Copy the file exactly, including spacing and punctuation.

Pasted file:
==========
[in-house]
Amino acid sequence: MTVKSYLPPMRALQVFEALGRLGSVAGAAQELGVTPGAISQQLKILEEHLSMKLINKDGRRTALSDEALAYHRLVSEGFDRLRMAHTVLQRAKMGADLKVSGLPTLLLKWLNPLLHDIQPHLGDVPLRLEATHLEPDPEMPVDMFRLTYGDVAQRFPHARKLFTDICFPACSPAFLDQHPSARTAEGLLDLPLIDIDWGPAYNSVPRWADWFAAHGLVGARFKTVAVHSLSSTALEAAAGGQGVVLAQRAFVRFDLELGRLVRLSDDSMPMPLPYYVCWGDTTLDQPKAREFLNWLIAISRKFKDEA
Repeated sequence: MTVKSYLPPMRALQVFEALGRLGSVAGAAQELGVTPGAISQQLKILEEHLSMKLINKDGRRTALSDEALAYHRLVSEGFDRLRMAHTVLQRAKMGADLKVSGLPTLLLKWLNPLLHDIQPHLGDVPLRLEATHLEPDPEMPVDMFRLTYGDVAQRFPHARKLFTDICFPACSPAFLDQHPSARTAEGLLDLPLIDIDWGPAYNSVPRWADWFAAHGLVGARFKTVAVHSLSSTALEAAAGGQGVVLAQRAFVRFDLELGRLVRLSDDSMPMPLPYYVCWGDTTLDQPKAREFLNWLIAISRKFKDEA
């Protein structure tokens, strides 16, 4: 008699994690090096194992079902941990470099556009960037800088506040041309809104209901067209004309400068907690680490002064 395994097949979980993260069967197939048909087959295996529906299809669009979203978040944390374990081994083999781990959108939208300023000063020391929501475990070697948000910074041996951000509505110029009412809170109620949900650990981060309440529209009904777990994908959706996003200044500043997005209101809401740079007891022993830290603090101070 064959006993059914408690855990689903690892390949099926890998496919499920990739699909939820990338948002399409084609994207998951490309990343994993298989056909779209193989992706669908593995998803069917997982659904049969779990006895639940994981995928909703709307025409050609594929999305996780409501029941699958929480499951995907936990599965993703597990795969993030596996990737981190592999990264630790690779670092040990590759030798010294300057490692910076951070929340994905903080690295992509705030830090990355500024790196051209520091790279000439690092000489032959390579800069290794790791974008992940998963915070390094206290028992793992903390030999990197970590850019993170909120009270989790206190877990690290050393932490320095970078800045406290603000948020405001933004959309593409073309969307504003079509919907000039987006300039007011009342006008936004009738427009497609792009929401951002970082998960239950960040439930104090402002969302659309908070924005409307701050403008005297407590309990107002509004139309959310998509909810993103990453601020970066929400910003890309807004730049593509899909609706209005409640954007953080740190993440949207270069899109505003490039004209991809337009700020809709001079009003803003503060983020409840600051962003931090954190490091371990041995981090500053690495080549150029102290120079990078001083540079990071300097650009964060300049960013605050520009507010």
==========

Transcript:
[in-house]
Amino acid sequence: MTVKSYLPPMRALQVFEALGRLGSVAGAAQELGVTPGAISQQLKILEEHLSMKLINKDGRRTALSDEALAYHRLVSEGFDRLRMAHTVLQRAKMGADLKVSGLPTLLLKWLNPLLHDIQPHLGDVPLRLEATHLEPDPEMPVDMFRLTYGDVAQRFPHARKLFTDICFPACSPAFLDQHPSARTAEGLLDLPLIDIDWGPAYNSVPRWADWFAAHGLVGARFKTVAVHSLSSTALEAAAGGQGVVLAQRAFVRFDLELGRLVRLSDDSMPMPLPYYVCWGDTTLDQPKAREFLNWLIAISRKFKDEA
Repeated sequence: MTVKSYLPPMRALQVFEALGRLGSVAGAAQELGVTPGAISQQLKILEEHLSMKLINKDGRRTALSDEALAYHRLVSEGFDRLRMAHTVLQRAKMGADLKVSGLPTLLLKWLNPLLHDIQPHLGDVPLRLEATHLEPDPEMPVDMFRLTYGDVAQRFPHARKLFTDICFPACSPAFLDQHPSARTAEGLLDLPLIDIDWGPAYNSVPRWADWFAAHGLVGARFKTVAVHSLSSTALEAAAGGQGVVLAQRAFVRFDLELGRLVRLSDDSMPMPLPYYVCWGDTTLDQPKAREFLNWLIAISRKFKDEA
């Protein structure tokens, strides 16, 4: 008699994690090096194992079902941990470099556009960037800088506040041309809104209901067209004309400068907690680490002064 395994097949979980993260069967197939048909087959295996529906299809669009979203978040944390374990081994083999781990959108939208300023000063020391929501475990070697948000910074041996951000509505110029009412809170109620949900650990981060309440529209009904777990994908959706996003200044500043997005209101809401740079007891022993830290603090101070 064959006993059914408690855990689903690892390949099926890998496919499920990739699909939820990338948002399409084609994207998951490309990343994993298989056909779209193989992706669908593995998803069917997982659904049969779990006895639940994981995928909703709307025409050609594929999305996780409501029941699958929480499951995907936990599965993703597990795969993030596996990737981190592999990264630790690779670092040990590759030798010294300057490692910076951070929340994905903080690295992509705030830090990355500024790196051209520091790279000439690092000489032959390579800069290794790791974008992940998963915070390094206290028992793992903390030999990197970590850019993170909120009270989790206190877990690290050393932490320095970078800045406290603000948020405001933004959309593409073309969307504003079509919907000039987006300039007011009342006008936004009738427009497609792009929401951002970082998960239950960040439930104090402002969302659309908070924005409307701050403008005297407590309990107002509004139309959310998509909810993103990453601020970066929400910003890309807004730049593509899909609706209005409640954007953080740190993440949207270069899109505003490039004209991809337009700020809709001079009003803003503060983020409840600051962003931090954190490091371990041995981090500053690495080549150029102290120079990078001083540079990071300097650009964060300049960013605050520009507010």